10K squeezed his eyes shut tightly. His mind felt under siege from inner forces he couldn’t understand. Quit ganging up on me! Get out of my head, all of you!

“Get up, Thomas.”

He snapped back to awareness and looked up at Murphy, who had a hand extended toward him. After the slightest hesitation, he reached up to take it and was hauled to his feet.

Murphy studied him for a moment, then reached up to grasp his chin gently and turn his head to the side to study the growing bruise on his cheek. “Beatin’ up on the kid, Warren? Really? Maybe your friends really are rubbing off on you.”

And with that, he took 10K’s arm.

“Where are you taking him?” Warren asked.

“Back where he belongs,” Murphy responded, “to the future, a future without fear.”

Warren didn’t seem willing to accept defeat. “You’ll never get rid of all the zombies.”

Murphy smiled at her almost gently. “No, but I might get rid of all the humans.” Tightening his grip on 10K’s arm, he said, “Come on, kid.”

10K moved obediently, but a moment of lucidity made him realize Murphy was letting Warren live. He looked back at her, his eyes once more pleading for understanding. But she wasn’t looking at him. Instead, she appeared to be reflecting in somber thought, as if finally accepting that this battle couldn’t be won with words.

He felt a tiny flicker of hope returning.

“Hey, kid,” Murphy said, quashing his thought, “you did good reaching out to me. Come on. We’ve got work to do.”

Reach out to you? I didn’t find Warren for you; you used me to find her, you arrogant prick.

Murphy didn’t respond, or maybe he just wasn’t listening, but he led 10K to a car where two Blends waited. One of them took 10K from Murphy and put him in the back seat of the sedan. The other held the opposite door for Murphy. In moments, they were on their way.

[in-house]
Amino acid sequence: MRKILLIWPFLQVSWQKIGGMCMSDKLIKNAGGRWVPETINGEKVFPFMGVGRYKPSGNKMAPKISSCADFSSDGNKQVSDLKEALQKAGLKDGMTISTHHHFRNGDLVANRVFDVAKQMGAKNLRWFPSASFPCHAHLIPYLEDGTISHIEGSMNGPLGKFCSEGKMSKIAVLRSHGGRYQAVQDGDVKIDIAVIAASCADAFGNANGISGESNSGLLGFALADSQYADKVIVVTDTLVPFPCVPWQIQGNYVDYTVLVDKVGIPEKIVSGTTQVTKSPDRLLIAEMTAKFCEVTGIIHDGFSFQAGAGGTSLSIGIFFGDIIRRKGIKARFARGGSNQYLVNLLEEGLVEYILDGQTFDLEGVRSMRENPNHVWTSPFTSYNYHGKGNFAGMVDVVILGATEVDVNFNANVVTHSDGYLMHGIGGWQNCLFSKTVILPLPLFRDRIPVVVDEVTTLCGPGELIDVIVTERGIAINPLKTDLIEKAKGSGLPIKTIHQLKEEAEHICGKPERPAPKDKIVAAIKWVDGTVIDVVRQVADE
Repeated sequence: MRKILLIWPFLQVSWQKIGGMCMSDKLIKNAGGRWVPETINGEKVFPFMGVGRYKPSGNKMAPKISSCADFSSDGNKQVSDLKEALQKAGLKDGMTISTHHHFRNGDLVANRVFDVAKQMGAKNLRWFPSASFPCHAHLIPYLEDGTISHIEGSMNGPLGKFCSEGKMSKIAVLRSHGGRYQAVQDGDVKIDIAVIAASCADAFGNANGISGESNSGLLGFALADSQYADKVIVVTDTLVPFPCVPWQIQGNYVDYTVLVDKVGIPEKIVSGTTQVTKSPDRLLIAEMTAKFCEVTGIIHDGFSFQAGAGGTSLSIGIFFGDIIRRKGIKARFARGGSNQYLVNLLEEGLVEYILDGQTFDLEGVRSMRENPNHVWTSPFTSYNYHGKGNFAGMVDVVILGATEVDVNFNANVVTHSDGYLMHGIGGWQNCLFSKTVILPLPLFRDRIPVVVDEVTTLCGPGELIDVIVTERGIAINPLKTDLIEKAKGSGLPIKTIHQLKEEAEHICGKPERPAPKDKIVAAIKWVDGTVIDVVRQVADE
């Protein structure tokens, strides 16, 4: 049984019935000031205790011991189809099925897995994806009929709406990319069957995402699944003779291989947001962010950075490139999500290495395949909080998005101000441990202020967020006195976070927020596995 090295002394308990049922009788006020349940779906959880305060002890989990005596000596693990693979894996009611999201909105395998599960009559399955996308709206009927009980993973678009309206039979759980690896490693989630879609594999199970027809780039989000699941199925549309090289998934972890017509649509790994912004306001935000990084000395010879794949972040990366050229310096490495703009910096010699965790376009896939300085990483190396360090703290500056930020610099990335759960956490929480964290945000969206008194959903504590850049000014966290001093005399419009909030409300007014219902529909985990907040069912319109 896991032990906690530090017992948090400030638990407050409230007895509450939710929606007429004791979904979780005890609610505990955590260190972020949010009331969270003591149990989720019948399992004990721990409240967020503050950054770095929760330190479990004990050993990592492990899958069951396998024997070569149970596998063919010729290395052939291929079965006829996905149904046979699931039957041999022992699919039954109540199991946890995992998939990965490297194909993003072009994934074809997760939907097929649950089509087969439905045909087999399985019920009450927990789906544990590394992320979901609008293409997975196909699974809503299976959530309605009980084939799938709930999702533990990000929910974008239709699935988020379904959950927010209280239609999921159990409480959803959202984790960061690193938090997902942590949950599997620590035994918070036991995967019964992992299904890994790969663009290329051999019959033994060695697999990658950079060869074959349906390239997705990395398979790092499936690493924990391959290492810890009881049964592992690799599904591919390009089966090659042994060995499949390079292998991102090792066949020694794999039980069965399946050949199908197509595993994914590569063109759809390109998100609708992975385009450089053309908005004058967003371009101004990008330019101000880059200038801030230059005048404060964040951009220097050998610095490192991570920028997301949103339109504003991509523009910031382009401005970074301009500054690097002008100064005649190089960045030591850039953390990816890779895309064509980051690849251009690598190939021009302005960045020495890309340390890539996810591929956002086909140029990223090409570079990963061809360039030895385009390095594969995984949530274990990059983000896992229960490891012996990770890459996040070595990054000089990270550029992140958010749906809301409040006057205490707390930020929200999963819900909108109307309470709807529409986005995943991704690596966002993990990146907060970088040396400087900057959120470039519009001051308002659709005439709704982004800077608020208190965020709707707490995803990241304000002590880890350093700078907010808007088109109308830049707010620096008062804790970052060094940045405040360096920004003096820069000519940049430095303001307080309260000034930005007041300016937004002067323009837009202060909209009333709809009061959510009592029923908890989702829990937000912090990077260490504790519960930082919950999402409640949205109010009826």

10K stared straight ahead, past the driver and beyond the windshield. There was nothing there, only random images that he welcomed into his tortured mind.

“You did well today, Thomas.”

He turned his head and glared at Murphy. “I did nothing.”

Murphy wasn’t fazed by the defiance. “You did what I needed you to do. You got Warren to me.” He rocked his hand from side to side in an either/or gesture. “Or me to her. Let’s not quibble over the semantics.”

“You didn’t kill her.”

“No, I didn’t. I have other plans for Lieutenant Roberta Warren.” Murphy placed a hand on his shoulder. “Thomas, your muscles are all tensed up. No wonder you’re in pain.”

“Don’t,” 10K grated.

Murphy feigned surprise. “Don’t what?”

“Don’t touch me.”

Obligingly, Murphy removed his hand. “Thomas, you know I can do anything I want with you…to you.” The statement was followed by a dramatic sigh. “But I don’t want to hurt you.”

“Then stop.”

Murphy smiled gently. “I’m not hurting you. You’re hurting yourself. Thomas, all your anger is tearing you apart. You need to let it go.”

10K looked forward through the windshield again. He spoke softly, whether to himself or to Murphy, he would never be certain.

“Get used to it.”

The End